Some years ago, I was talking to the person who was my spiritual director at the time. I was in the midst of unrecognized (by me, anyway) burnout, and she was encouraging me to take some time away. We had found a retreat that sounded lovely to me, but there was so much work to be done, so much need in the world, and the idea of my hitting pause on that merely because I needed time away seemed so wrong to me.
I told her that. I also told her that it seemed so self-centered, this idea of claiming time for myself, of putting my own needs first.
“I grew up surrounded by men who worked hard for very little money. It wasn’t joyful work. It was hot and sweaty, and they thought a lot more about survival than they did rejuvenation. Nobody would have recommended they take a week of retreat at a monastery. They didn’t get sabbaticals. Hell, they barely got vacation. If anybody deserved time for self-care, it was them!”
We were sitting in her sunroom, on her heavily wooded suburban lot. Her little furry dog lay on the floor at my feet, and my tea was on the coffee table, untouched and rapidly cooling. Outside, birds flitted from limb to limb as my words hung in the air.
She sat there, legs crossed, a cup of tea in her hands, elbows on the arm of the chair, chin down, staring into the cup of tea as if it contained answers. Maybe it did.
She looked up at me, took a sip of tea, and said, “You’re right. They did deserve it. And can you imagine how different their life could have been if they had gotten it?”
As I try to rebuild a life after burnout, in the midst of a pandemic, and while dealing with depression, it sometimes seems like self-care is a full-time job. I swim almost every day, which takes anywhere from 30-45 minutes. On the days I don’t swim, I walk, which takes 45 minutes. I do my morning pages, which can take from a half-hour to an hour, depending on how the words come. I have a deliberate morning routine and evening routine. I monitor my food. I try to keep boundaries up between work and not work, and I try hard to prioritize family time and time away.
And it can all feel a little self-indulgent at times. Like I’m at the center of the universe, and so if I reply to a simple, non-urgent request on Friday at 4:50 PM that I will take care of it Monday, despite that it wouldn’t take 20 minutes to do, it can feel a bit like I’m being a jerk. More than once, the person asking me for that favor has made it clear that is how they interpreted it, too.
But that’s ridiculous. If I asked if you wanted to go hiking with me on Monday, and you said you couldn’t because you had to work, I wouldn’t be offended. But that’s because it is socially acceptable to spend ⅓ of your life working on someone else’s projects in exchange for money to pay your bills to maintain your house, and not socially acceptable to say that you have promised your wife that Friday night is just for her in order to maintain your marriage.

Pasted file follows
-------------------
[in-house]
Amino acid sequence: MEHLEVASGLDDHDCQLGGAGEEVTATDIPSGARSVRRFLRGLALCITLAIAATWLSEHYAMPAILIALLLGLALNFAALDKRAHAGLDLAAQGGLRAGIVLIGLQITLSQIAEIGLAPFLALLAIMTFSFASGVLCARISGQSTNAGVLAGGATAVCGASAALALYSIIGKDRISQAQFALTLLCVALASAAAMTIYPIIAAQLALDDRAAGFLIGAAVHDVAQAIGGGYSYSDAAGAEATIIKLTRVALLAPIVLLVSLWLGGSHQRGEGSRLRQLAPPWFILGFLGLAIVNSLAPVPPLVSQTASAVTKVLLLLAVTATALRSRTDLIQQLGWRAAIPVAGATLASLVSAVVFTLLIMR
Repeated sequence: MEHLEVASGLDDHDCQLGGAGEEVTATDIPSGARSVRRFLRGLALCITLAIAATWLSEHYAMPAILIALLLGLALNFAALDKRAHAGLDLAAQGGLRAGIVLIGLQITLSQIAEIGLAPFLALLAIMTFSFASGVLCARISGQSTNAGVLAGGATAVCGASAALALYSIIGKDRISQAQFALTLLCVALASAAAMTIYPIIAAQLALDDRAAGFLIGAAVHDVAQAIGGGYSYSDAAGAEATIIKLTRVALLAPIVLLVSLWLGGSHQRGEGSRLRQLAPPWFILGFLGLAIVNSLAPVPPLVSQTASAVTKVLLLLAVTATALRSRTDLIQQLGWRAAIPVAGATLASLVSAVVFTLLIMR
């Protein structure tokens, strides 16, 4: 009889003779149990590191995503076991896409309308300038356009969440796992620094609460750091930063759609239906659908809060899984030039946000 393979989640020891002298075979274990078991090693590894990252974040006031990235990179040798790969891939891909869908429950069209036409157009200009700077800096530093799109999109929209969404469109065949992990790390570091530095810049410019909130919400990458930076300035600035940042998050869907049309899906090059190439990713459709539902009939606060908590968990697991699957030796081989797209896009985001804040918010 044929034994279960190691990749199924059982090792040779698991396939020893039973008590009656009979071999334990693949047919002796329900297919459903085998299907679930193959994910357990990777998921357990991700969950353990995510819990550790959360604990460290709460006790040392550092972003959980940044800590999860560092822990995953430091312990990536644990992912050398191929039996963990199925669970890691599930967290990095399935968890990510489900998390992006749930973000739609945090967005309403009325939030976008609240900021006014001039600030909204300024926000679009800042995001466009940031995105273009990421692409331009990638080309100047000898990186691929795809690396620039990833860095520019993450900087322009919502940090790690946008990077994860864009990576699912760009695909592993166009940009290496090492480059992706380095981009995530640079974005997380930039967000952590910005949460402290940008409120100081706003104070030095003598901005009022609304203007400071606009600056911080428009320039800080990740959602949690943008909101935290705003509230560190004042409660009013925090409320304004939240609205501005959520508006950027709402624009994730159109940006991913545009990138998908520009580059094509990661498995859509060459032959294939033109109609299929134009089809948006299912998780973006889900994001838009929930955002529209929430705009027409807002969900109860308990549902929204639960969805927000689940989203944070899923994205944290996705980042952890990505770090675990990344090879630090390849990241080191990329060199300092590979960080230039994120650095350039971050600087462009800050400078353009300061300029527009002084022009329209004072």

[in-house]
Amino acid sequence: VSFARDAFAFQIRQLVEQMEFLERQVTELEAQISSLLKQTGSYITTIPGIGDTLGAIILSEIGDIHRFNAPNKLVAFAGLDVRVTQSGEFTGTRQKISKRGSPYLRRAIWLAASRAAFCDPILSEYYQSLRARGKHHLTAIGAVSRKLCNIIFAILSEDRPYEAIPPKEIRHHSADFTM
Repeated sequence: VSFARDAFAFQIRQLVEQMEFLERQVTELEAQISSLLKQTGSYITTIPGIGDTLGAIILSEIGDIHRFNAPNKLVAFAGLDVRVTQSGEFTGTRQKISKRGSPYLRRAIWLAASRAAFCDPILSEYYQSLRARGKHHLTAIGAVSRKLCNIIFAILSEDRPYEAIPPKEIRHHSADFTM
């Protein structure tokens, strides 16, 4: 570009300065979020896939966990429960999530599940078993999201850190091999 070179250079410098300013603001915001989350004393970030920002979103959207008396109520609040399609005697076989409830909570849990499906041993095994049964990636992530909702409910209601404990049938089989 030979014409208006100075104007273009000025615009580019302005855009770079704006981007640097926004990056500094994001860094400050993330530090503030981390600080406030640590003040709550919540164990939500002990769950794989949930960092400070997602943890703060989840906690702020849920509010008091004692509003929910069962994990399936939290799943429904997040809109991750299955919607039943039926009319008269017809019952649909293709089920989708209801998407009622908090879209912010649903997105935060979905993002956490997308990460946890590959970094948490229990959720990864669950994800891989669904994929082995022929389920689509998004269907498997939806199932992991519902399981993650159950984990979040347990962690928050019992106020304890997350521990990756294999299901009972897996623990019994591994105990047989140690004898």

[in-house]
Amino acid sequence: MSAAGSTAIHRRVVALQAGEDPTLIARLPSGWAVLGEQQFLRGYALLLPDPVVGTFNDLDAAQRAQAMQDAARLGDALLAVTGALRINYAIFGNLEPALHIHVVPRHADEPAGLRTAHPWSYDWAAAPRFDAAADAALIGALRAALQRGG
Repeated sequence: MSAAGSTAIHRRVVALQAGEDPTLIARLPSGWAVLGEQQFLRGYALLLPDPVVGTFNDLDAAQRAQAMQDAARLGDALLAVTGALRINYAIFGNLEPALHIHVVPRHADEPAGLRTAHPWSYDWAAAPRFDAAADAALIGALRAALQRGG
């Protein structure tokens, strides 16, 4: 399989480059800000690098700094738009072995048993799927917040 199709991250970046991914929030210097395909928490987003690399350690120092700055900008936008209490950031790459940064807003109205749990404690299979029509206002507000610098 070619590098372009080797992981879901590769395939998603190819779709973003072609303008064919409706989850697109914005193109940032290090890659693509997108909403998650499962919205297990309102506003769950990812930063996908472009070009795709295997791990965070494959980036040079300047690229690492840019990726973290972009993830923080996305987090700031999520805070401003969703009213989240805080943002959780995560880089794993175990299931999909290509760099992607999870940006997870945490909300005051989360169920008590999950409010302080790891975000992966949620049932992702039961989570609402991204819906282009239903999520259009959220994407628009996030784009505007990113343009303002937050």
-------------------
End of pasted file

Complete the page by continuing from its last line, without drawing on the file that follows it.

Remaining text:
But all of the things a human needs cannot be purchased with the money that we trade, if we are lucky, that ⅓ of our life for. We also need community and health and connection and peace of mind and rest – all things that can’t be bought with money, but instead can only be acquired by deliberate practice.
So, if we have normalized eight hours, at a minimum, a day earning the money which only takes care of a portion of our needs, what is a fair amount of time to trade for everything else? If eight hours is a reasonable time to spend getting the money, what is a reasonable amount of time to spend on maintenance? If I spend 15 minutes of my day in a morning routine that gives me clarity and focus, is that a wise investment of my time? If I trade 45 minutes of movement for lower blood pressure and healthy glucose levels, is that worth it? If 30 minutes of winding down mean that the 7 hours of sleep I get is restful and rejuvenating, shouldn’t I do it?
We make those calculations all the time, and we always bid against ourselves. But we never ask those questions about work.
People seldom miss work because they need the money. However, they often miss sleep, as if they didn’t need the rest. They eat crap food, while in a rush, often in their car, as if they didn’t need the nourishment and energy that comes from good food. They keep the eight hours of work as inviolate but willingly give up their date night with their partner, or an hour of sleep, or supper with their kids, because they are “busy”.
Your work provides the income you need to live your life – but it shouldn’t “be” your life. You deserve so much more than that.
“It is not enough to be industrious; so are the ants. What are you industrious about?” Thoreau asked us all those years ago, and today, most of us still don’t have a good answer.